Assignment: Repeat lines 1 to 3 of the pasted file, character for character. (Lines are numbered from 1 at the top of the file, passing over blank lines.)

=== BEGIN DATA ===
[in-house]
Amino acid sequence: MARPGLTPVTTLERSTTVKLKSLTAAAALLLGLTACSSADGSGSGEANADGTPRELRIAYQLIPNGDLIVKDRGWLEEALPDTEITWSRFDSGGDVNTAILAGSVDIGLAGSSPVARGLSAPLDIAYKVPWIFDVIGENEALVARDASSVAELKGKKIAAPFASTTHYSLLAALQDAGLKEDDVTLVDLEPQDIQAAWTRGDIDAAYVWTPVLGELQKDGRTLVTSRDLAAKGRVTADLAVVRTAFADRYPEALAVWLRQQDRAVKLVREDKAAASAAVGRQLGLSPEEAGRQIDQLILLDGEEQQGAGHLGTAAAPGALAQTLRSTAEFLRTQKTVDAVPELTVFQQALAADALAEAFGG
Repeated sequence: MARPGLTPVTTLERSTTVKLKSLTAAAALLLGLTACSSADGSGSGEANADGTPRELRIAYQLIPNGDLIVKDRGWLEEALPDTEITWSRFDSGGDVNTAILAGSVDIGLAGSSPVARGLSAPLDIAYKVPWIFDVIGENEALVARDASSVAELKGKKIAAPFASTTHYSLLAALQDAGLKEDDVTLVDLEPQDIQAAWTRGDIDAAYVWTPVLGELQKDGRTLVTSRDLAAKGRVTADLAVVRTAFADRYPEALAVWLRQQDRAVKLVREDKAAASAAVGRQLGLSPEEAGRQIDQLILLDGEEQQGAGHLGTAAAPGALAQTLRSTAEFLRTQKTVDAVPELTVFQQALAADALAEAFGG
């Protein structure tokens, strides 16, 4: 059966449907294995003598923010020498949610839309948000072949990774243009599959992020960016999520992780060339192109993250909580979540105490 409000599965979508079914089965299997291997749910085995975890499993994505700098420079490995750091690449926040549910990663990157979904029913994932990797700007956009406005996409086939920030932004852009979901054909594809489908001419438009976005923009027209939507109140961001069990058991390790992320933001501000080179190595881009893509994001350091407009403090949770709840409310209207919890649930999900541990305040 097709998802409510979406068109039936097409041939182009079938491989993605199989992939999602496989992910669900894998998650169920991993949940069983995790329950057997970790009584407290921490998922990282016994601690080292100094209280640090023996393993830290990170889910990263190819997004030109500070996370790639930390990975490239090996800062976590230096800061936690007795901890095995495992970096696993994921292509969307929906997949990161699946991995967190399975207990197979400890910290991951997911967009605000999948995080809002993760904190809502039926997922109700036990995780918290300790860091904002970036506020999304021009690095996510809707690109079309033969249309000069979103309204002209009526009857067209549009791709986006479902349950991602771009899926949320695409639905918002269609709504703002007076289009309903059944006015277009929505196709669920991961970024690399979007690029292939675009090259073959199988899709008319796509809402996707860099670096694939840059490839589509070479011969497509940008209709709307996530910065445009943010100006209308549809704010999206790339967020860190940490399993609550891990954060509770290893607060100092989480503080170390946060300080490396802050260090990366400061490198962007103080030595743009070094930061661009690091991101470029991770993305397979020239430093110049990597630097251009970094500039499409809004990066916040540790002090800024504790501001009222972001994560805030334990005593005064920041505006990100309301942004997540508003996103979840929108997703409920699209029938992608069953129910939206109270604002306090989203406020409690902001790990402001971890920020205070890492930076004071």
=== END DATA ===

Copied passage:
[in-house]
Amino acid sequence: MARPGLTPVTTLERSTTVKLKSLTAAAALLLGLTACSSADGSGSGEANADGTPRELRIAYQLIPNGDLIVKDRGWLEEALPDTEITWSRFDSGGDVNTAILAGSVDIGLAGSSPVARGLSAPLDIAYKVPWIFDVIGENEALVARDASSVAELKGKKIAAPFASTTHYSLLAALQDAGLKEDDVTLVDLEPQDIQAAWTRGDIDAAYVWTPVLGELQKDGRTLVTSRDLAAKGRVTADLAVVRTAFADRYPEALAVWLRQQDRAVKLVREDKAAASAAVGRQLGLSPEEAGRQIDQLILLDGEEQQGAGHLGTAAAPGALAQTLRSTAEFLRTQKTVDAVPELTVFQQALAADALAEAFGG
Repeated sequence: MARPGLTPVTTLERSTTVKLKSLTAAAALLLGLTACSSADGSGSGEANADGTPRELRIAYQLIPNGDLIVKDRGWLEEALPDTEITWSRFDSGGDVNTAILAGSVDIGLAGSSPVARGLSAPLDIAYKVPWIFDVIGENEALVARDASSVAELKGKKIAAPFASTTHYSLLAALQDAGLKEDDVTLVDLEPQDIQAAWTRGDIDAAYVWTPVLGELQKDGRTLVTSRDLAAKGRVTADLAVVRTAFADRYPEALAVWLRQQDRAVKLVREDKAAASAAVGRQLGLSPEEAGRQIDQLILLDGEEQQGAGHLGTAAAPGALAQTLRSTAEFLRTQKTVDAVPELTVFQQALAADALAEAFGG